US invites public comment on upcoming offshore oil and gas leasing plans

The US Department of the Interior has issued the proposed program for the National Outer Continental Shelf Oil and Gas Leasing Program (National OCS Program) for years 2023 to 2028.

“This is the second step in a three-step planning process to determine whether or how many offshore oil and gas lease sales to hold over the next five years,” said Secretary Deb Haaland. “The proposed plan puts forward several options from no lease sales up to 11 lease sales. Like the current program, it removes from consideration the federal waters off the Atlantic and Pacific coasts, while inviting public comment on 10 potential sales in the Gulf of Mexico and one in the Cook Inlet off south-central Alaska.”

A proposed program is not a decision to issue specific leases or to authorize any drilling or development.

“From Day One,” said Haaland, “President Biden and I have made clear our commitment to transition to a clean-energy economy. Today, we put forward an opportunity for the American people to consider and provide input on the future of offshore oil and gas leasing. The time for the public to weigh in on our future is now.”

Release of the proposed program follows the 2018 publication of the draft proposed program (DPP) and is the second of three required steps before the Secretary of the Interior can approve the final program.

Following publication in the Federal Register, the Interior Department will seek public comment on the proposed program and the accompanying draft programmatic environmental impact statement (PEIS).

The DPP released in 2018 by the Trump administration proposed 47 lease sales across 25 of 26 OCS planning areas. Under the proposed program announced last week, the Secretary significantly narrowed the area considered for leasing to the Gulf of Mexico and Cook Inlet, where there is existing production and infrastructure.

Inclusion of an area or a potential lease sale in the proposed program does not mean that it will be included in the final National OCS Program. However, any area or sale not included in the proposed program will not be considered for inclusion in the final 2023–2028 National OCS Program.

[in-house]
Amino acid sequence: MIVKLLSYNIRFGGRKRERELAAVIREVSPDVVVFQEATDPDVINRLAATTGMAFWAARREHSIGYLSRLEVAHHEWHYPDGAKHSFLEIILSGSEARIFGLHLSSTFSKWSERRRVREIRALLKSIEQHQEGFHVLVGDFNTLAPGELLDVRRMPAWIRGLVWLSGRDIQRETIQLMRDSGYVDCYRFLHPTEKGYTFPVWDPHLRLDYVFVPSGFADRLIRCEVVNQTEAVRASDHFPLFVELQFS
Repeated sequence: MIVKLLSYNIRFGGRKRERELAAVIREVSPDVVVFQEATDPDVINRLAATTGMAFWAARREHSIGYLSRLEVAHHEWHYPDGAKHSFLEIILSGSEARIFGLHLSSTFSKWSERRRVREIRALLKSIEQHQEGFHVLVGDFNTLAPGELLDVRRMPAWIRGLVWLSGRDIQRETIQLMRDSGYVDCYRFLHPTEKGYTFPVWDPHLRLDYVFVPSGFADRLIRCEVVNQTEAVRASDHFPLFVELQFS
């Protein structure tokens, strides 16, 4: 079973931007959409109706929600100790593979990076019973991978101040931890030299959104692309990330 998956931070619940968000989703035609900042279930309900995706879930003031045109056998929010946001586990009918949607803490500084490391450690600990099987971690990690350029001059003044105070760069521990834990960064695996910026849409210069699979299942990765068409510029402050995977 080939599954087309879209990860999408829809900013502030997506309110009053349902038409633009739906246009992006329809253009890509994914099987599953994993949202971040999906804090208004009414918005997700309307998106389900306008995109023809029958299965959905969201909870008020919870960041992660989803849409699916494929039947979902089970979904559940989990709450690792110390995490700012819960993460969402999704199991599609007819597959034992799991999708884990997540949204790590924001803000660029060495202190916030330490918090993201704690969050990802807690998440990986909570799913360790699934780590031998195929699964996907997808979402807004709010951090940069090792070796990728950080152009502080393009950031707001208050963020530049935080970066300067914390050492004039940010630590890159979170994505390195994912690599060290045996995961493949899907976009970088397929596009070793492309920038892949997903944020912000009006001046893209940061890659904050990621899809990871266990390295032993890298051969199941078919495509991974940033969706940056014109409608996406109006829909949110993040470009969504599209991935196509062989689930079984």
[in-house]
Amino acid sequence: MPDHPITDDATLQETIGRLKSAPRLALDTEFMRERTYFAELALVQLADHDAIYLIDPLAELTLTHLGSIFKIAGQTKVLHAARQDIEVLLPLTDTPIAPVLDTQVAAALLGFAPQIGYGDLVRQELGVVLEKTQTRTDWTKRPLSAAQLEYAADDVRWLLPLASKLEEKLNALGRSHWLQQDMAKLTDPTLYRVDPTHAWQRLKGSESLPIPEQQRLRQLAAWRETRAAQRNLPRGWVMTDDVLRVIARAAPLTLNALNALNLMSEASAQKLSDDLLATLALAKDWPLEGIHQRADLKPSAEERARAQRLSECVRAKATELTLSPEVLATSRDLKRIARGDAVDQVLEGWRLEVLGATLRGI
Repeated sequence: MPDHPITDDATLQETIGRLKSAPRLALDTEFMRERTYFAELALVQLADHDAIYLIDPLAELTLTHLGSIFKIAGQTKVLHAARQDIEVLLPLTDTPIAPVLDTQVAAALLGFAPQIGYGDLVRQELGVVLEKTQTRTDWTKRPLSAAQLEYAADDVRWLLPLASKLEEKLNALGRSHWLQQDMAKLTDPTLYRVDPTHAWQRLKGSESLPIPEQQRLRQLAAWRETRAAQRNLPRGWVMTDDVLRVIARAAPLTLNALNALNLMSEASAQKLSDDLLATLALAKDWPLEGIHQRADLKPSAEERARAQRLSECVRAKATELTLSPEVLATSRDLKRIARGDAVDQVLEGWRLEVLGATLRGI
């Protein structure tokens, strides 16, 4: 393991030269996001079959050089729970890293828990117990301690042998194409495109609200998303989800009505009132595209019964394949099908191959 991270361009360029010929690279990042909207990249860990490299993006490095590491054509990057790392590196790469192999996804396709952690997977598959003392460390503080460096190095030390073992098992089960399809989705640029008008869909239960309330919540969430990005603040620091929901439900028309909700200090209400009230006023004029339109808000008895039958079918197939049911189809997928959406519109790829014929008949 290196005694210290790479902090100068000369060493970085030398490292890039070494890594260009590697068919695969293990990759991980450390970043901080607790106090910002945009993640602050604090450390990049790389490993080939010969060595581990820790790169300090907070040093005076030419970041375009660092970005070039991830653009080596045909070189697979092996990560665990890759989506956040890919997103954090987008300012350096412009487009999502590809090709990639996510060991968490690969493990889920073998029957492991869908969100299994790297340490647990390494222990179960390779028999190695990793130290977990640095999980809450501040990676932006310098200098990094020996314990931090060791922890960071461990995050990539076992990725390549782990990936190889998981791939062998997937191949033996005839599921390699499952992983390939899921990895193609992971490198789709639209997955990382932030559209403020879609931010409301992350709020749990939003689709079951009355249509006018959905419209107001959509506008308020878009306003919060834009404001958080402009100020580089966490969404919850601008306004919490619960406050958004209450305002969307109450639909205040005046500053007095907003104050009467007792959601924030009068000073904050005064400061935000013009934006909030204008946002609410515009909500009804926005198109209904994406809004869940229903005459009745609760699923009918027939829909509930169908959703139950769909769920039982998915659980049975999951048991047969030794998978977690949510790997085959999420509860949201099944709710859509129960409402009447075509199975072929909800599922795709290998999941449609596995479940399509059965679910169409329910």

Following publication of the DPP, the Bureau of Ocean Energy Management (BOEM) considered more than 2m comments from the public and stakeholders, including governors, federal agencies, state agencies, local agencies, energy and non-energy industries, Tribal governments, non-governmental organizations including environmental advocacy groups, and the public.

Following this opportunity for public comment, BOEM will prepare a proposed final program and final PEIS, which will include analysis of the size, timing, location and number of potential lease sales in the proposed program. Those may be further narrowed or areas could be excluded. There is then a minimum 60-day period before the Secretary can approve the program and finalize the record of decision.  

Kim Biggar

Kim Biggar started writing in the supply chain sector in 2000, when she joined the Canadian Association of Supply Chain & Logistics Management. In 2004/2005, she was project manager for the Government of Canada-funded Canadian Logistics Skills Committee, which led to her 13-year role as communications manager of the Canadian Supply Chain Sector Council. A longtime freelance writer, Kim has contributed to publications including The Forwarder, 3PL Americas, The Shipper Advocate and Supply Chain Canada.
Back to top button